It was the squirrel that broke the restaurateur’s back.
And that of his next-door neighbor.
There may soon be a citizens revolt.
Taylor’s Steak House proprietor Bruce Taylor reports that he lost business Jan. 25 when electrical power went out in La Cañada just as customers were settling in for lunch. Because we were struck by an outage at the same time here, I can attest that there was no warning, no blinking of lights. Just that unnerving silence that comes when darkness comes suddenly and TVs, radios and computers shut down.
Ninety customers, Taylor said, figuring lunch would not be served, walked out of his restaurant and presumably took their appetites elsewhere.
An Edison spokesman told us that more than 1,200 customers were affected, from La Crescenta east to Commonwealth Avenue in La Cañada. I think he was at least slightly mistaken: Our office is east of Commonwealth.
Much later in the day Edison told us the cause of that particular outage: It was a deadly misadventure of one of our bushy-tailed rodents.
We heard varying reports from residents and businesses about the duration of that incident, from minutes to hours. At our office, we were down less than 20 minutes. But the length of that outage is not the issue at this point. The fact that it was just one in a series of repeated outages that hit the foothills is what’s getting underneath everyone’s skin.
“The unbelievable number of power outages in La Cañada is an outrage to all citizens and businesses — we have had enough!!” Taylor wrote me in an email.
He was also speaking on behalf of his residential neighborhood, the leafy area near Descanso Gardens. But we had already heard about his neighbors’ collective anger from Diane Isaacs, who had been pushed over the brink by the latest episode.
Isaacs called me. She and her neighbor, Taylor, were so incensed over the repeated outages that they sent blistering letters to city officials demanding that they do something about it. Isaacs, who sees this as a safety issue, said we should all keep pressure on our local government to force Southern California Edison to improve the infrastructure here. She sent us a letter to the editor this week and, when last I heard, she was planning to call television reporters to get the word out that La Cañada Flintridge is like a Third World country — in terms of power service, anyway.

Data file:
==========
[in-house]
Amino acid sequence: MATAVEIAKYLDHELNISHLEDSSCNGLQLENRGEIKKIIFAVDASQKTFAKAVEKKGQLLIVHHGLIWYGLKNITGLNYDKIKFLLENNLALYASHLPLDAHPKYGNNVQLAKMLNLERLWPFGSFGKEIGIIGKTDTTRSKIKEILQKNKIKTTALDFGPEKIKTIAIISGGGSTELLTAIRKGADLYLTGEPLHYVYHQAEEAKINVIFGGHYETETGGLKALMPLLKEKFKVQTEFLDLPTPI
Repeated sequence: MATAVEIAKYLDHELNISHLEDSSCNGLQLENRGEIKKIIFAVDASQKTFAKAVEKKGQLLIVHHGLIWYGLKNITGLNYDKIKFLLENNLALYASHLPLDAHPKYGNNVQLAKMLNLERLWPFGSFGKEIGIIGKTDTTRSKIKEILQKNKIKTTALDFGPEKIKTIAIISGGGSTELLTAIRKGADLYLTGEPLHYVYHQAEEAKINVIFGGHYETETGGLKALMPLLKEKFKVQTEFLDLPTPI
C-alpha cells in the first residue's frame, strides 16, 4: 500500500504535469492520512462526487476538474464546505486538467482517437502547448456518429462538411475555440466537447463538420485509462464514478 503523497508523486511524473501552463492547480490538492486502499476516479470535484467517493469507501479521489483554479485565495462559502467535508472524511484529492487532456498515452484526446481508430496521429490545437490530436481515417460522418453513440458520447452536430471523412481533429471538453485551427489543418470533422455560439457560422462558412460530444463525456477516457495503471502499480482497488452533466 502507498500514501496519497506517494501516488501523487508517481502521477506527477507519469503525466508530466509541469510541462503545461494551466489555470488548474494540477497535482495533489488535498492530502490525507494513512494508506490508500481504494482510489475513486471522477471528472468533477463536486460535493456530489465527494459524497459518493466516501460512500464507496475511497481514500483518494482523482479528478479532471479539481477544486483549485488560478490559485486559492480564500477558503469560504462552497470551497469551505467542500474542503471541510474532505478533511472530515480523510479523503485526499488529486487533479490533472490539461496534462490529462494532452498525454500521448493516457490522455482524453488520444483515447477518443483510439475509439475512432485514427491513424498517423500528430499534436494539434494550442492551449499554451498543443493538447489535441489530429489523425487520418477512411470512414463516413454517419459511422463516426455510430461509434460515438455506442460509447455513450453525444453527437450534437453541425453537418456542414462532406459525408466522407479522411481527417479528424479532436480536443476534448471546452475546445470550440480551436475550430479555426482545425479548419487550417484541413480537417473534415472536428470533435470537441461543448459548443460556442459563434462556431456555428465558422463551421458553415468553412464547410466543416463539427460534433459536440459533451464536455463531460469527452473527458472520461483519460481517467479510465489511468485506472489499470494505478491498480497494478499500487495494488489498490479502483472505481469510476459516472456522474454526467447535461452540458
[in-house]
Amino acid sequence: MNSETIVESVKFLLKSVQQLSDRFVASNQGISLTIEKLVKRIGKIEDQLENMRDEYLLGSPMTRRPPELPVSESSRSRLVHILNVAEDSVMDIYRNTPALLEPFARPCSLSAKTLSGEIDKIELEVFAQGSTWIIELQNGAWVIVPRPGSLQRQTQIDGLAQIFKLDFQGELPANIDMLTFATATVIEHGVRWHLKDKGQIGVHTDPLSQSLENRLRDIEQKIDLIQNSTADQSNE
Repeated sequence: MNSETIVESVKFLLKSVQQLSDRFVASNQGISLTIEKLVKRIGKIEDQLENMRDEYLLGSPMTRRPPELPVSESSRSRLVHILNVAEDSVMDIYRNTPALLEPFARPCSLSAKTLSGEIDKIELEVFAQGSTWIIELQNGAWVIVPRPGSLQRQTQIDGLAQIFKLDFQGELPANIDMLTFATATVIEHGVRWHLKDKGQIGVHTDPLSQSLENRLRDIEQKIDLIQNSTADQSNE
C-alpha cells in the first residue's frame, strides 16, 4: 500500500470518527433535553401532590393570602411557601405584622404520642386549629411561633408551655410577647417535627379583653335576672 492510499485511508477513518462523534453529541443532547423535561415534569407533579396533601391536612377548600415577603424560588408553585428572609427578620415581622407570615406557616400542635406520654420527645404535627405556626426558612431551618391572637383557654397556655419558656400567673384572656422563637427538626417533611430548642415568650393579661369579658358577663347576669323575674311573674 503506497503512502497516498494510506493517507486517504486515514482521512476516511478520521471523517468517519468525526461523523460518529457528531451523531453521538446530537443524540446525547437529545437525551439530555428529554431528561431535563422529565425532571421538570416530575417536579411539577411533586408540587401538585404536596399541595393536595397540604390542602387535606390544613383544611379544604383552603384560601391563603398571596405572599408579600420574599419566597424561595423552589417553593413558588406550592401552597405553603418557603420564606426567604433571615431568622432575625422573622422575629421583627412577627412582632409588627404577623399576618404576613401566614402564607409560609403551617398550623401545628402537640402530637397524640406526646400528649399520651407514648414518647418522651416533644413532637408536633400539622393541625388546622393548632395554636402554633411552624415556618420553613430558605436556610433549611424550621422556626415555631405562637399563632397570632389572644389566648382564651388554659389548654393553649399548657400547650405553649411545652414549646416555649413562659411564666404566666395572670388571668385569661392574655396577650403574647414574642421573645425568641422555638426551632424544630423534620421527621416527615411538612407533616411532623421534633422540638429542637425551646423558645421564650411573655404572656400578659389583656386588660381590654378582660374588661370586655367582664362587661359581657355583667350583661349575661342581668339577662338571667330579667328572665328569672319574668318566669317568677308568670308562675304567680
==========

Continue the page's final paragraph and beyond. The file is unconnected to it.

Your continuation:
In his letter to city officials that Taylor shared with us this week, he minces no words. It’s clear he holds the city responsible for the utility’s failings and calls the attitude in City Hall “cavalier.”
The recently vocal outrage may have been fueled by the Nov. 30-Dec. 1 winds that left people without power for days, but they continue to be fanned by Edison’s apparent inability to fix a problem that has plagued this community for years. You may remember the letter to the editor resident Michael Gross wrote when his Flintridge-area house was without power two days before Christmas. He, like others, points to Pasadena and Los Angeles water and power departments that manage to keep the lights on better than Edison does here. Why can’t we have as reliable a service?
In the week since that daytime outage that lost Taylor’s all those customers, we’ve heard of more issues with power lines. Winds knocked down a tree Friday night, which fell into power lines. A woman called just this morning to say her house in the Paradise Canyon area was without power during the wee hours on Tuesday. I wouldn’t be at all surprised if there were other outages we haven’t heard about. I invite you to email us your stories.
Can the city do more than press our case with Edison and with its regulatory body, the California Public Utilities Commission? One might think that with La Cañada resident Michael Peevey (state Sen. Carol Liu’s husband) serving as president of the commission, we’d have more pull. So far, though, I’d have to say we haven’t seen much in the way of help coming from that agency. Where does that leave us? Feeling powerless — and ready to hold our elected officials’ hands to the fire.